Pervasive Displays (PDi), a world leader in e-paper displays (EPDs), today launches its new range of large-format tri-color displays that render text and images in yellow, as well as black and white. With both 7.4 and 12.2-inch models available, the new EPDs open up fresh opportunities to enrich customer experiences by displaying information in three colors.
E-paper displays are an increasingly popular choice for signage in locations with no mains power, thanks to their ability to operate for months or even years on a single battery. The addition of yellow to the color palette adds greater flexibility, making this display technology a more attractive option in a wider variety of applications.
Signage where information must be dynamic, but only changes infrequently, is an ideal use case for this new range of displays. Office meeting room schedule screens, bus stop real-time departure boards, retail signage and museum information placards (particularly those used in temporary exhibitions or where multiple languages are required) could all be enriched by using tri-color e-paper displays. The yellow e-ink could highlight specific information, such as important facts, changes to bus times or special offers.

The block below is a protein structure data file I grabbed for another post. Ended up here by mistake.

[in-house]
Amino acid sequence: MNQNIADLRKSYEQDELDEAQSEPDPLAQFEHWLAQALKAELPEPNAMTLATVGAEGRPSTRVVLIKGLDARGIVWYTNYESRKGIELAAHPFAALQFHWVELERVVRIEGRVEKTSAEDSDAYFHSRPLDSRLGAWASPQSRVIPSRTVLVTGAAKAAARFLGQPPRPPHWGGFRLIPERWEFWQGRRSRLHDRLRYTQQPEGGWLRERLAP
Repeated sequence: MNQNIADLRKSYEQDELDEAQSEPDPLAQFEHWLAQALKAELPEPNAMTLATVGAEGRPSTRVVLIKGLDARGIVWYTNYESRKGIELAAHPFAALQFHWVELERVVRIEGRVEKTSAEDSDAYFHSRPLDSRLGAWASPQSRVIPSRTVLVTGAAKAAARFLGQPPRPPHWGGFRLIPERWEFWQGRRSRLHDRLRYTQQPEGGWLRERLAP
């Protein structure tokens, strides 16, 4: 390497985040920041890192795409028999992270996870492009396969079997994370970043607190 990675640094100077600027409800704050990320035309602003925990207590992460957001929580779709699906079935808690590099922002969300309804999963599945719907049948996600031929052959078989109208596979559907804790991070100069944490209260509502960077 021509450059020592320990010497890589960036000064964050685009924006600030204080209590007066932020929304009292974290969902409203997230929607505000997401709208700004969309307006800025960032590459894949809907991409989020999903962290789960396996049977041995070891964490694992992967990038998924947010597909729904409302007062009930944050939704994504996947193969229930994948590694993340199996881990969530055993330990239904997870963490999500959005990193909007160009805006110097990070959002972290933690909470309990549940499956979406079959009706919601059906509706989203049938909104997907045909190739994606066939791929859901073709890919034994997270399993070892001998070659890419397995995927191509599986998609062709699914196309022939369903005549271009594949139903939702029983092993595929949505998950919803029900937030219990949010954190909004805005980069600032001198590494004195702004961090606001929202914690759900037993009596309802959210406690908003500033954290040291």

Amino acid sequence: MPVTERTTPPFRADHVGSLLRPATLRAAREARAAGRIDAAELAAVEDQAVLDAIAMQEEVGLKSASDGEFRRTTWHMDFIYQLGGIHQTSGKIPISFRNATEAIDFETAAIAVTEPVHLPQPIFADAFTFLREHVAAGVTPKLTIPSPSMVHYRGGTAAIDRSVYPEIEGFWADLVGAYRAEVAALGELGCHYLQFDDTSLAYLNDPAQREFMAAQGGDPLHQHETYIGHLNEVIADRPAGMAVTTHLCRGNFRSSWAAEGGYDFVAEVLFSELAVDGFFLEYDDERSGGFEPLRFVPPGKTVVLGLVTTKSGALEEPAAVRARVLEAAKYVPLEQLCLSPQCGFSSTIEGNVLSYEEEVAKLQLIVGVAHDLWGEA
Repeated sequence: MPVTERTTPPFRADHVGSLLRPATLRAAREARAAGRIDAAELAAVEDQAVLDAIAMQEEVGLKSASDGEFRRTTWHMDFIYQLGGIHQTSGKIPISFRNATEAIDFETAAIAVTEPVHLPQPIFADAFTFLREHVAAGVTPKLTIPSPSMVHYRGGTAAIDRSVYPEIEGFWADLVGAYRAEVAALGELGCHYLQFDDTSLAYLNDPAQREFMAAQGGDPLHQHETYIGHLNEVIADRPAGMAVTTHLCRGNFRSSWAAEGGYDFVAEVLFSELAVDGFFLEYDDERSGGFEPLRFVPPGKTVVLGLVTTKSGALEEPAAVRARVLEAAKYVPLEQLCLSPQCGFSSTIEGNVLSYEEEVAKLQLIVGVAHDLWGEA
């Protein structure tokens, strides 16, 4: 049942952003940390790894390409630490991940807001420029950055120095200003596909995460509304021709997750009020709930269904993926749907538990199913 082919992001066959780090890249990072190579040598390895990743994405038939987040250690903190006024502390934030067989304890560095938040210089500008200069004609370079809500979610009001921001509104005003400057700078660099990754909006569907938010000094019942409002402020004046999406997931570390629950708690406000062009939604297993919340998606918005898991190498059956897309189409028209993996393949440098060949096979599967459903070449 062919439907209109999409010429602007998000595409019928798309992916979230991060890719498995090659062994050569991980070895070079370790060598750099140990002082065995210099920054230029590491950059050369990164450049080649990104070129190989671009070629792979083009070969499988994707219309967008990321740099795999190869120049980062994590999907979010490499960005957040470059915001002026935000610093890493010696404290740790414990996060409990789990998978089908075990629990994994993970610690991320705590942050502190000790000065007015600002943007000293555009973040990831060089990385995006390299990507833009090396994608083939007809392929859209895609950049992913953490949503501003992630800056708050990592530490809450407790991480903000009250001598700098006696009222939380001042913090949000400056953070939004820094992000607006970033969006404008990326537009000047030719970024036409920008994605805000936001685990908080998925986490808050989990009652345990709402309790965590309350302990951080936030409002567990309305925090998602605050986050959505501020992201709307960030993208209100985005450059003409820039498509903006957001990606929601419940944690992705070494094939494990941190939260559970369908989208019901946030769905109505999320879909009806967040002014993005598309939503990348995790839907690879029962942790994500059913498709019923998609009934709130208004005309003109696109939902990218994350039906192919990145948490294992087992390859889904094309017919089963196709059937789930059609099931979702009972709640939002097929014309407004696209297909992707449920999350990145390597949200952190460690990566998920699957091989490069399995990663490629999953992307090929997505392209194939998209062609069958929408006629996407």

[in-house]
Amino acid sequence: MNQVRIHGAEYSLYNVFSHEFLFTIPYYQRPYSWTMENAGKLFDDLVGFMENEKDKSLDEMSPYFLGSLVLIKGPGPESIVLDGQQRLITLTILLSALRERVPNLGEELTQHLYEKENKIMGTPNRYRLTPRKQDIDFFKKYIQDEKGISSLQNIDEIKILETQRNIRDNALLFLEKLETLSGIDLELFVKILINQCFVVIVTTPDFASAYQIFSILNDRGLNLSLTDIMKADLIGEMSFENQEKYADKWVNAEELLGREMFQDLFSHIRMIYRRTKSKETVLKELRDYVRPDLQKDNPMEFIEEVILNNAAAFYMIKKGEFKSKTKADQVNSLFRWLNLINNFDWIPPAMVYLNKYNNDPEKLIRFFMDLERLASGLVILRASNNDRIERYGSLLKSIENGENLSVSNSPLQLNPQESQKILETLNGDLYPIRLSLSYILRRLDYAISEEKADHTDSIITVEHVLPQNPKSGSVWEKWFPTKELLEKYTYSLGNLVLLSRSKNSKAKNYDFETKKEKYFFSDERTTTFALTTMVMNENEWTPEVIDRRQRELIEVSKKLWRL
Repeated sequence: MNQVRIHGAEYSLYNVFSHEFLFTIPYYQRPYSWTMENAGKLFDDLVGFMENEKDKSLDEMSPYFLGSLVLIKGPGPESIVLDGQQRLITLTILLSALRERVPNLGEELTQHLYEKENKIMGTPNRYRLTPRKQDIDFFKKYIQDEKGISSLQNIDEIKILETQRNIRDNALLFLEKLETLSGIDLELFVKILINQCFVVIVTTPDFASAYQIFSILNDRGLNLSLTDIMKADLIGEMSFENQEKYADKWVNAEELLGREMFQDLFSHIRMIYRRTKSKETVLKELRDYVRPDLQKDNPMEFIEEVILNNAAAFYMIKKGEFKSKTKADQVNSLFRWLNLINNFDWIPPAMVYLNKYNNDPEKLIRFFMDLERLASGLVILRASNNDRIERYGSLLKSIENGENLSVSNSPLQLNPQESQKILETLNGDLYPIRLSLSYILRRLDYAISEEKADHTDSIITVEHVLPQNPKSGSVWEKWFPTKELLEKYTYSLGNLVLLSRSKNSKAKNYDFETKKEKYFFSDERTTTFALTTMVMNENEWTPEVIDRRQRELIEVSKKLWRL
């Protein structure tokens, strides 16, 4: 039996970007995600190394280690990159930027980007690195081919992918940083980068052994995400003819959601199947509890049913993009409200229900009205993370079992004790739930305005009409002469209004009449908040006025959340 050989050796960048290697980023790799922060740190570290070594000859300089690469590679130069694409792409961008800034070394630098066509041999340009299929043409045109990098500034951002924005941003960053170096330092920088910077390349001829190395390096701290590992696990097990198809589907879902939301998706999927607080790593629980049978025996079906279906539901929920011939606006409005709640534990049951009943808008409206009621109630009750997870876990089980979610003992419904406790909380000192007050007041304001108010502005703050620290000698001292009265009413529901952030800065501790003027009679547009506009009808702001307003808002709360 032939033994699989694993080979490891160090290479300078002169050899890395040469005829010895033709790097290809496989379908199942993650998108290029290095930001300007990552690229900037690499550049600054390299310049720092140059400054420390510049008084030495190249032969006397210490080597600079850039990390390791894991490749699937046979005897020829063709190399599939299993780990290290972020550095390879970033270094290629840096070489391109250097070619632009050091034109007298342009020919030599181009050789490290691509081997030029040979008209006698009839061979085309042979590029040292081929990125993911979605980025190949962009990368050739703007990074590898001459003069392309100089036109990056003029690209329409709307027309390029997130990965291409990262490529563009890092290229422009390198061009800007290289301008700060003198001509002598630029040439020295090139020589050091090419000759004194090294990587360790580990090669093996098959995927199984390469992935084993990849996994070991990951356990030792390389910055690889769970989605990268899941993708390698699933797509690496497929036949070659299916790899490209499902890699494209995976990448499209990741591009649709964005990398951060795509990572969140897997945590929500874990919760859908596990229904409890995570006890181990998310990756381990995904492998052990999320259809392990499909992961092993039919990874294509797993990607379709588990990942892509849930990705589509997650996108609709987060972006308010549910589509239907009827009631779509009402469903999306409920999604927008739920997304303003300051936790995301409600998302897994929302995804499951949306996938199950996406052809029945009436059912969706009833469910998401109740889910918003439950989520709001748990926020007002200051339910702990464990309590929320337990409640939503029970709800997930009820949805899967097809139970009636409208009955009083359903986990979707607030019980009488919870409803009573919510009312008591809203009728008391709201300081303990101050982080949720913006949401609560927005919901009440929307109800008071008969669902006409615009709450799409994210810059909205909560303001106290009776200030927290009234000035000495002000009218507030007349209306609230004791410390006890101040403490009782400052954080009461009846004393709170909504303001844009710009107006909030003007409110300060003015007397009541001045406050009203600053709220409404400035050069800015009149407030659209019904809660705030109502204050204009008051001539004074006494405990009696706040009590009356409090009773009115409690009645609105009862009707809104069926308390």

Both the 7.4 and 12.2-inch models have state-of-the-art driving waveforms that enable the display of high-quality images at 126 dpi and 103 dpi respectively. And their internal timing controller (iTC) reduces the amount of peripheral circuitry and programming required, resulting in slimline, easy-to-use devices.
Alchin Wang, General Manager, Pervasive Displays, said: “Signage needs to perform a number of key goals, attracting people’s attention and then conveying information as quickly and clearly as possible. The addition of yellow e-ink helps product and service designers on both fronts, thereby supporting better customer experiences.
“This is in addition to the other characteristics of e-paper displays that make them perfect for use in indoor and outdoor signage. These include low energy requirements, wide viewing angles and the use of physical e-ink particles that reflect ambient light, which ensures what’s on the display remains readable even in bright sunlight.”